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In Praise of Roughhousing

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There comes a certain time of night when my kids (ages 3.5 and 5) each get a little gleam in their eyes, and I know it’s about to start. It’s in that twilight zone between dinner and bedtime that my kids rev up and start roughhousing. It starts with a few gentle tussles on the couch and amps up from there. Sometimes my husband joins in — hoisting each of them high in the air and plopping them on the soft couch cushions. They cry, “More! More! More!” Me? I stand a few feet away, begging, “Careful! Careful! Careful!”

No one’s ever listening to me.

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I don’t usually stop the rough play as long as (1) everyone is laughing, and (2) no one does anything malicious. They know I will shut down their wrestling in a hot second if either of them hits or kicks the other’s face or pulls hair. As long as they’re both smiling, however, I let them be physical.

As nervous as it makes me, especially as they grow older and stronger, I can see the benefits of their wrestling, and those far outweigh the anxiety I have about them breaking a lamp or knocking out some choppers. In fact, there are five major benefits to sibling roughhousing.

1. They’re working out aggression in a “playful” way. My kids spend a lot of time negotiating with their words, because that’s what they are taught to do at school and at home. However, for a few unbridled moments every night, they can test their strength through play and have a physical connection that is forbidden during other parts of the day.

2. They demonstrate their individual strengths. My daughter, the older of the two, is stronger and can more easily overpower her little brother. But little brother is both fast and fearless, a combination that has allowed him to best her more than once.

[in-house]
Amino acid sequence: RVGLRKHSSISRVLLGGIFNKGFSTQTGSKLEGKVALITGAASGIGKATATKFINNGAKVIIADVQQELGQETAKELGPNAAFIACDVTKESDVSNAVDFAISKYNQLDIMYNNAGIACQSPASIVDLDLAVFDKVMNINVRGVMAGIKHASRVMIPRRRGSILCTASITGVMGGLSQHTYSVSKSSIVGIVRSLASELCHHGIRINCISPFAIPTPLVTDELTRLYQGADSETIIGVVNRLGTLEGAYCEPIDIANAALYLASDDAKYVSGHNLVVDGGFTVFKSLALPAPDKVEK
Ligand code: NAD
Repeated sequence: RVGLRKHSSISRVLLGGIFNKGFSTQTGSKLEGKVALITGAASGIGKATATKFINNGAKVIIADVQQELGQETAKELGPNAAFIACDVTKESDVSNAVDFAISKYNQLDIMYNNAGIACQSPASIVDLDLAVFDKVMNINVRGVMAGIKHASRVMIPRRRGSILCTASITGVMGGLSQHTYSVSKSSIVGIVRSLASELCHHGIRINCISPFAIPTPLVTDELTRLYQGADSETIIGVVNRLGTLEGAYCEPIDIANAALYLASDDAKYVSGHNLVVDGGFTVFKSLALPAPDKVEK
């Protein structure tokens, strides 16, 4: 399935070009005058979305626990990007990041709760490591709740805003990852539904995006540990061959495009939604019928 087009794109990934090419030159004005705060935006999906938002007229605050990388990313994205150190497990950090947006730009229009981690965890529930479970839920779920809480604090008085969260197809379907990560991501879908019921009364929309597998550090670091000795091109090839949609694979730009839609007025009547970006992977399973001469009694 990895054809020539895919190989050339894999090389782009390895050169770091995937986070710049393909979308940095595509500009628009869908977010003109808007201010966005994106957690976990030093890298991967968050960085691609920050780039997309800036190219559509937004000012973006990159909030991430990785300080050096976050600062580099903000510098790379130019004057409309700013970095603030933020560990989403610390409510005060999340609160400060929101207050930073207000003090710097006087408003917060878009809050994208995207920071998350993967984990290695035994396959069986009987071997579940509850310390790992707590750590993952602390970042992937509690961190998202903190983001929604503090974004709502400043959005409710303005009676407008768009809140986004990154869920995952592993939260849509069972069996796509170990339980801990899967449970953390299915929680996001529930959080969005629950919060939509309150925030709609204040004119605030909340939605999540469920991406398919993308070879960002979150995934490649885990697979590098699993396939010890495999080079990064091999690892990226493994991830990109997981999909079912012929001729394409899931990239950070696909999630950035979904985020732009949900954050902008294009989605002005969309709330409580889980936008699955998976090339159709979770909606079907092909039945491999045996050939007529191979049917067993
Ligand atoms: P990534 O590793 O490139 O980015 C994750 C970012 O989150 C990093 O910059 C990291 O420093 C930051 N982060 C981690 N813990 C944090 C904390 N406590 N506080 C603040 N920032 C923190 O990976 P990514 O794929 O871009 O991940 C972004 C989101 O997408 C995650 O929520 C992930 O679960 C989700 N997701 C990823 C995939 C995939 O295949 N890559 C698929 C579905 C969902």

3. They get to practice empathy. As much as we try to caution against being “too” rough, sometimes boo boos happen. Okay, they happen every time. It's nothing more serious than a head bump against the bed frame or a finger jammed, but in those low stakes instances, my children get to feel the discomfort of having hurt someone they love. An injury also gives them a chance to hone their skills as comforting others.

4. They get to test their limits in a safe context. I’ve certainly made it clear that I’m not running a boxing ring, so my kids know that their physical rough housing has boundaries that I enforce. Therefore, they are free to experiment with tackling each other to understand their own limits and those of their sibling.

5. They’re rewiring their brains for learning. Perhaps best of all, allowing kids to roughhouse can boost their brains' ability to learn. Neuroscientists have found incidents of roughhousing releases a chemical called BDNF (brain-derived neurotrophic factor), which increases neuron growth in the cortex and hippocampus, the areas of the brain responsible for memory, logic and higher learning.

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So, if you can stomach it, let them wrestle and test their limits. Just be sure they understand the ground rules and remain within them.

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